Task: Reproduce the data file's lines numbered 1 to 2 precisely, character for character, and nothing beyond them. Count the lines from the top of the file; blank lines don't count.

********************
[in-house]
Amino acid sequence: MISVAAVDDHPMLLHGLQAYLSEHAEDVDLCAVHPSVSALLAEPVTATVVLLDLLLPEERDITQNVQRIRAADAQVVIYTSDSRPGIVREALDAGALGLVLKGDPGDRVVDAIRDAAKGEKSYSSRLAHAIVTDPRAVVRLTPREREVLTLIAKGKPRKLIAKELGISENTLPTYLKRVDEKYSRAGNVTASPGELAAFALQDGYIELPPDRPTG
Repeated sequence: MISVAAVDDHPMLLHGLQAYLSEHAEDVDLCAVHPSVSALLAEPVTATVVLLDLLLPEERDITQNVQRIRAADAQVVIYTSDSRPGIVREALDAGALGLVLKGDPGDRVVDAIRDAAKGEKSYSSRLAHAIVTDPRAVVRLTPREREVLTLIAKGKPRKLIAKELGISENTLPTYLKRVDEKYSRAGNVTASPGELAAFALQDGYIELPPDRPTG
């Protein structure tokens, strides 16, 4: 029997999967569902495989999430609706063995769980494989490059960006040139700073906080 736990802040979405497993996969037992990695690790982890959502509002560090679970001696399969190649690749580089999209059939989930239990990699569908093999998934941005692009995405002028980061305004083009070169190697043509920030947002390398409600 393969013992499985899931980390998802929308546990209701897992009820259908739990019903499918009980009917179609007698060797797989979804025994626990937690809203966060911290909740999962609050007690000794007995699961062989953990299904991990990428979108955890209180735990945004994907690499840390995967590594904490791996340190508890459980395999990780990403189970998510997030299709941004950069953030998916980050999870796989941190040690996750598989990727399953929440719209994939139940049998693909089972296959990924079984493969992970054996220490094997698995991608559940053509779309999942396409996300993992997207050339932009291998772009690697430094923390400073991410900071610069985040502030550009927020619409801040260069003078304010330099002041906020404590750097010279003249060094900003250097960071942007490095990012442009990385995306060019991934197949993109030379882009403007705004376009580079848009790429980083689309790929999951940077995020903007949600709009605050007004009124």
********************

[in-house]
Amino acid sequence: MISVAAVDDHPMLLHGLQAYLSEHAEDVDLCAVHPSVSALLAEPVTATVVLLDLLLPEERDITQNVQRIRAADAQVVIYTSDSRPGIVREALDAGALGLVLKGDPGDRVVDAIRDAAKGEKSYSSRLAHAIVTDPRAVVRLTPREREVLTLIAKGKPRKLIAKELGISENTLPTYLKRVDEKYSRAGNVTASPGELAAFALQDGYIELPPDRPTG